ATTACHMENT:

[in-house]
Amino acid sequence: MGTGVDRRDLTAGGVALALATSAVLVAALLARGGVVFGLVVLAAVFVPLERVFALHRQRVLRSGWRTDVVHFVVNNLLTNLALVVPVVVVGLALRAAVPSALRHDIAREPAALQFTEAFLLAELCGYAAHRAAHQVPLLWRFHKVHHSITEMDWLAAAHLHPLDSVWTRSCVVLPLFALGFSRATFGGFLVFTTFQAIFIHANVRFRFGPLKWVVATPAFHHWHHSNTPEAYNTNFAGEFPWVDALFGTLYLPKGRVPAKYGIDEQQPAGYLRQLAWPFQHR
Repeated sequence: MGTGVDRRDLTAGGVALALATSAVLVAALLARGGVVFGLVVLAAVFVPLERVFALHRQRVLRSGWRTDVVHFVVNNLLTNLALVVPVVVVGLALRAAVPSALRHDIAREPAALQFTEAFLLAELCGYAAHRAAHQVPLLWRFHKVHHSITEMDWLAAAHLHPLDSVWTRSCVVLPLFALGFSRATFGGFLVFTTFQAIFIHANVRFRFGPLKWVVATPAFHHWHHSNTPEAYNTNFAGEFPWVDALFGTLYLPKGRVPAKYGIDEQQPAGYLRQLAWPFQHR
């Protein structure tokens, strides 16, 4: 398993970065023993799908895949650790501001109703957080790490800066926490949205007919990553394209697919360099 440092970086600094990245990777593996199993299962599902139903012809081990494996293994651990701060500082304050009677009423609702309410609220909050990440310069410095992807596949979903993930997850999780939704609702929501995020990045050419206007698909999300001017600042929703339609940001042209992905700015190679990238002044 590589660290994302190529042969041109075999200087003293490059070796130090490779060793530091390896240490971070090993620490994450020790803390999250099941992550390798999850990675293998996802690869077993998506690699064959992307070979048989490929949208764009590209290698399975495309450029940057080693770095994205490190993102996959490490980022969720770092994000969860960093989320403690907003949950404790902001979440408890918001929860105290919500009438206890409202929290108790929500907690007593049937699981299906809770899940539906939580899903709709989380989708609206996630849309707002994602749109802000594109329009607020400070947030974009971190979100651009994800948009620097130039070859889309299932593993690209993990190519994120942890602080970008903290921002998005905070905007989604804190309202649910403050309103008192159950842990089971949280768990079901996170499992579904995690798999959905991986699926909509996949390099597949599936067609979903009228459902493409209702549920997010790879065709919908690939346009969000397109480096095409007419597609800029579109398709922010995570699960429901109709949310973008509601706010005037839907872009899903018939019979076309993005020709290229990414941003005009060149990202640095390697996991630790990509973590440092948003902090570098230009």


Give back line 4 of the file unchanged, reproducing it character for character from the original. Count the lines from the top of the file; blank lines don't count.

């Protein structure tokens, strides 16, 4: 398993970065023993799908895949650790501001109703957080790490800066926490949205007919990553394209697919360099 440092970086600094990245990777593996199993299962599902139903012809081990494996293994651990701060500082304050009677009423609702309410609220909050990440310069410095992807596949979903993930997850999780939704609702929501995020990045050419206007698909999300001017600042929703339609940001042209992905700015190679990238002044 590589660290994302190529042969041109075999200087003293490059070796130090490779060793530091390896240490971070090993620490994450020790803390999250099941992550390798999850990675293998996802690869077993998506690699064959992307070979048989490929949208764009590209290698399975495309450029940057080693770095994205490190993102996959490490980022969720770092994000969860960093989320403690907003949950404790902001979440408890918001929860105290919500009438206890409202929290108790929500907690007593049937699981299906809770899940539906939580899903709709989380989708609206996630849309707002994602749109802000594109329009607020400070947030974009971190979100651009994800948009620097130039070859889309299932593993690209993990190519994120942890602080970008903290921002998005905070905007989604804190309202649910403050309103008192159950842990089971949280768990079901996170499992579904995690798999959905991986699926909509996949390099597949599936067609979903009228459902493409209702549920997010790879065709919908690939346009969000397109480096095409007419597609800029579109398709922010995570699960429901109709949310973008509601706010005037839907872009899903018939019979076309993005020709290229990414941003005009060149990202640095390697996991630790990509973590440092948003902090570098230009």